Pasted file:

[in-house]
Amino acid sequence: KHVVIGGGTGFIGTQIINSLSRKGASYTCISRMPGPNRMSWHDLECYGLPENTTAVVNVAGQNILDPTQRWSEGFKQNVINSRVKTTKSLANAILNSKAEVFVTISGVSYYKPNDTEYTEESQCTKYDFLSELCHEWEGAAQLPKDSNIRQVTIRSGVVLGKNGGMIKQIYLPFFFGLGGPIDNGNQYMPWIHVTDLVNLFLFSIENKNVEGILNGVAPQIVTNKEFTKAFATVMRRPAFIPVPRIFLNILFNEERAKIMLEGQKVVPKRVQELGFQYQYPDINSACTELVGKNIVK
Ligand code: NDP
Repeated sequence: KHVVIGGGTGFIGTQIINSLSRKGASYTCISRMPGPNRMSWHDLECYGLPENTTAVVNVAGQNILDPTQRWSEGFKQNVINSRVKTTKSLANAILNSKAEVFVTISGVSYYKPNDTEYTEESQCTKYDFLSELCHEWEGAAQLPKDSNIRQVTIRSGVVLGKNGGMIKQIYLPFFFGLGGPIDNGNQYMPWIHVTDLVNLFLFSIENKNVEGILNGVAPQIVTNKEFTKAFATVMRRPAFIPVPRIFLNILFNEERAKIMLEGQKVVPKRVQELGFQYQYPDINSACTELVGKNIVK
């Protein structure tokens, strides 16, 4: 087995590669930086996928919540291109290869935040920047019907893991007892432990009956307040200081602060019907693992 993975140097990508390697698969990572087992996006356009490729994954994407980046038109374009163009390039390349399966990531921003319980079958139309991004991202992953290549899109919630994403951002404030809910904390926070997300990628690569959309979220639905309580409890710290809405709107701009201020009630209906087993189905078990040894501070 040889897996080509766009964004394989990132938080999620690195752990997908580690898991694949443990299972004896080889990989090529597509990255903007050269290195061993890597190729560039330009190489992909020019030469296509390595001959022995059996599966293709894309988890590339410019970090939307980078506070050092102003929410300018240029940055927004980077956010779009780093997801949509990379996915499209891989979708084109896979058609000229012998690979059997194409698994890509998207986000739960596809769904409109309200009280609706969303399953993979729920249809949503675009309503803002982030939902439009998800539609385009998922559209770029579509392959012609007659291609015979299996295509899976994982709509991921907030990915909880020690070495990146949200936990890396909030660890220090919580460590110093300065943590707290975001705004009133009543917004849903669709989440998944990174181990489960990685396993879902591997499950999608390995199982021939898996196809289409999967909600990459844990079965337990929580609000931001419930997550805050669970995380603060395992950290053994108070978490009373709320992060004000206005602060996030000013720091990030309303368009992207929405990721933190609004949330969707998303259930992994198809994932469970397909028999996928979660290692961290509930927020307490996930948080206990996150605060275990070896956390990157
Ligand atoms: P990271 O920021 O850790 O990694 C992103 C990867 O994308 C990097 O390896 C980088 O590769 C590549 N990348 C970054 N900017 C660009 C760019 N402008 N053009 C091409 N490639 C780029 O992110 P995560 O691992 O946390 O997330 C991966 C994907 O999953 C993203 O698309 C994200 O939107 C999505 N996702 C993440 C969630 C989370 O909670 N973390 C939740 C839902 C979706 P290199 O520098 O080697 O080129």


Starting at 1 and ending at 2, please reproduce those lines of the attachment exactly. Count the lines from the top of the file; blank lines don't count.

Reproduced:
[in-house]
Amino acid sequence: KHVVIGGGTGFIGTQIINSLSRKGASYTCISRMPGPNRMSWHDLECYGLPENTTAVVNVAGQNILDPTQRWSEGFKQNVINSRVKTTKSLANAILNSKAEVFVTISGVSYYKPNDTEYTEESQCTKYDFLSELCHEWEGAAQLPKDSNIRQVTIRSGVVLGKNGGMIKQIYLPFFFGLGGPIDNGNQYMPWIHVTDLVNLFLFSIENKNVEGILNGVAPQIVTNKEFTKAFATVMRRPAFIPVPRIFLNILFNEERAKIMLEGQKVVPKRVQELGFQYQYPDINSACTELVGKNIVK